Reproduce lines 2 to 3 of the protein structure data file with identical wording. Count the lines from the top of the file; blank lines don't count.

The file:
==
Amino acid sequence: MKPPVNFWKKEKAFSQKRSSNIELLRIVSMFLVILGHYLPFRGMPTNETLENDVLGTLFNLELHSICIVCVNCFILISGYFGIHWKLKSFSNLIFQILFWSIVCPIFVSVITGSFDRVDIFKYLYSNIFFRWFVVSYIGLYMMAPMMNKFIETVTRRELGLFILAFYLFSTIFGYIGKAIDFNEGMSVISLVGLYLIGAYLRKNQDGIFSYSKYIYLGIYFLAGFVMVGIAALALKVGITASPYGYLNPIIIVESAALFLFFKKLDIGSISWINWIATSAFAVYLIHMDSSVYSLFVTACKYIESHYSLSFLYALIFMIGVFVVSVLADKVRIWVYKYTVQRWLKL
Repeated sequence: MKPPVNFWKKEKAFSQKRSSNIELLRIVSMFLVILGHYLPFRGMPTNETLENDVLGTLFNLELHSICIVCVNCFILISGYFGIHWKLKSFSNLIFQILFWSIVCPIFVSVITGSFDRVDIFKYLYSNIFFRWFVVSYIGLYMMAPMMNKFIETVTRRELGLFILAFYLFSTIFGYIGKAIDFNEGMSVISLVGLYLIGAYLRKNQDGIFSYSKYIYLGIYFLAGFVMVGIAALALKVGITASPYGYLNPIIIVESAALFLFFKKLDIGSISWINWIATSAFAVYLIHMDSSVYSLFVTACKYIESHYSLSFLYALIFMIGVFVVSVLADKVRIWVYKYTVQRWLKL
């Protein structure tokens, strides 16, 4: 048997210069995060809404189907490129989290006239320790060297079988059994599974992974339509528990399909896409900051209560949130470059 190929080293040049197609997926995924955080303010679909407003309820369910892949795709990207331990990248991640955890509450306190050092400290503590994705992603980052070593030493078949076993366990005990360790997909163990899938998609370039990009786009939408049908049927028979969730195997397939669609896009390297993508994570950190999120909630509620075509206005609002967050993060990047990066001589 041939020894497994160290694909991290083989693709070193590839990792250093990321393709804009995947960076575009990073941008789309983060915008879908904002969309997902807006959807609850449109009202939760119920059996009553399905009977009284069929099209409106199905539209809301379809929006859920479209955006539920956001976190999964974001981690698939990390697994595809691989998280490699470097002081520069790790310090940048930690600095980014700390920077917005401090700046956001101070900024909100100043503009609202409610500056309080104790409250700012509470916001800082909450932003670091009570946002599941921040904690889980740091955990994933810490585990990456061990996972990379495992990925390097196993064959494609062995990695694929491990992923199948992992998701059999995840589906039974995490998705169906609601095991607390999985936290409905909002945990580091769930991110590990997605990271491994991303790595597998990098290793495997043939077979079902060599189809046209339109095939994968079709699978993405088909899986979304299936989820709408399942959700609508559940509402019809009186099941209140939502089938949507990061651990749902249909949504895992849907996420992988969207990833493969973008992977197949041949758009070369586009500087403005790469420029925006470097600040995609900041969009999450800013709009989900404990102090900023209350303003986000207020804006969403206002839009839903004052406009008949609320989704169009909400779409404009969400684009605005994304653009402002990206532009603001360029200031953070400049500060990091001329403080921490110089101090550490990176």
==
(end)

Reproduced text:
Repeated sequence: MKPPVNFWKKEKAFSQKRSSNIELLRIVSMFLVILGHYLPFRGMPTNETLENDVLGTLFNLELHSICIVCVNCFILISGYFGIHWKLKSFSNLIFQILFWSIVCPIFVSVITGSFDRVDIFKYLYSNIFFRWFVVSYIGLYMMAPMMNKFIETVTRRELGLFILAFYLFSTIFGYIGKAIDFNEGMSVISLVGLYLIGAYLRKNQDGIFSYSKYIYLGIYFLAGFVMVGIAALALKVGITASPYGYLNPIIIVESAALFLFFKKLDIGSISWINWIATSAFAVYLIHMDSSVYSLFVTACKYIESHYSLSFLYALIFMIGVFVVSVLADKVRIWVYKYTVQRWLKL
């Protein structure tokens, strides 16, 4: 048997210069995060809404189907490129989290006239320790060297079988059994599974992974339509528990399909896409900051209560949130470059 190929080293040049197609997926995924955080303010679909407003309820369910892949795709990207331990990248991640955890509450306190050092400290503590994705992603980052070593030493078949076993366990005990360790997909163990899938998609370039990009786009939408049908049927028979969730195997397939669609896009390297993508994570950190999120909630509620075509206005609002967050993060990047990066001589 041939020894497994160290694909991290083989693709070193590839990792250093990321393709804009995947960076575009990073941008789309983060915008879908904002969309997902807006959807609850449109009202939760119920059996009553399905009977009284069929099209409106199905539209809301379809929006859920479209955006539920956001976190999964974001981690698939990390697994595809691989998280490699470097002081520069790790310090940048930690600095980014700390920077917005401090700046956001101070900024909100100043503009609202409610500056309080104790409250700012509470916001800082909450932003670091009570946002599941921040904690889980740091955990994933810490585990990456061990996972990379495992990925390097196993064959494609062995990695694929491990992923199948992992998701059999995840589906039974995490998705169906609601095991607390999985936290409905909002945990580091769930991110590990997605990271491994991303790595597998990098290793495997043939077979079902060599189809046209339109095939994968079709699978993405088909899986979304299936989820709408399942959700609508559940509402019809009186099941209140939502089938949507990061651990749902249909949504895992849907996420992988969207990833493969973008992977197949041949758009070369586009500087403005790469420029925006470097600040995609900041969009999450800013709009989900404990102090900023209350303003986000207020804006969403206002839009839903004052406009008949609320989704169009909400779409404009969400684009605005994304653009402002990206532009603001360029200031953070400049500060990091001329403080921490110089101090550490990176």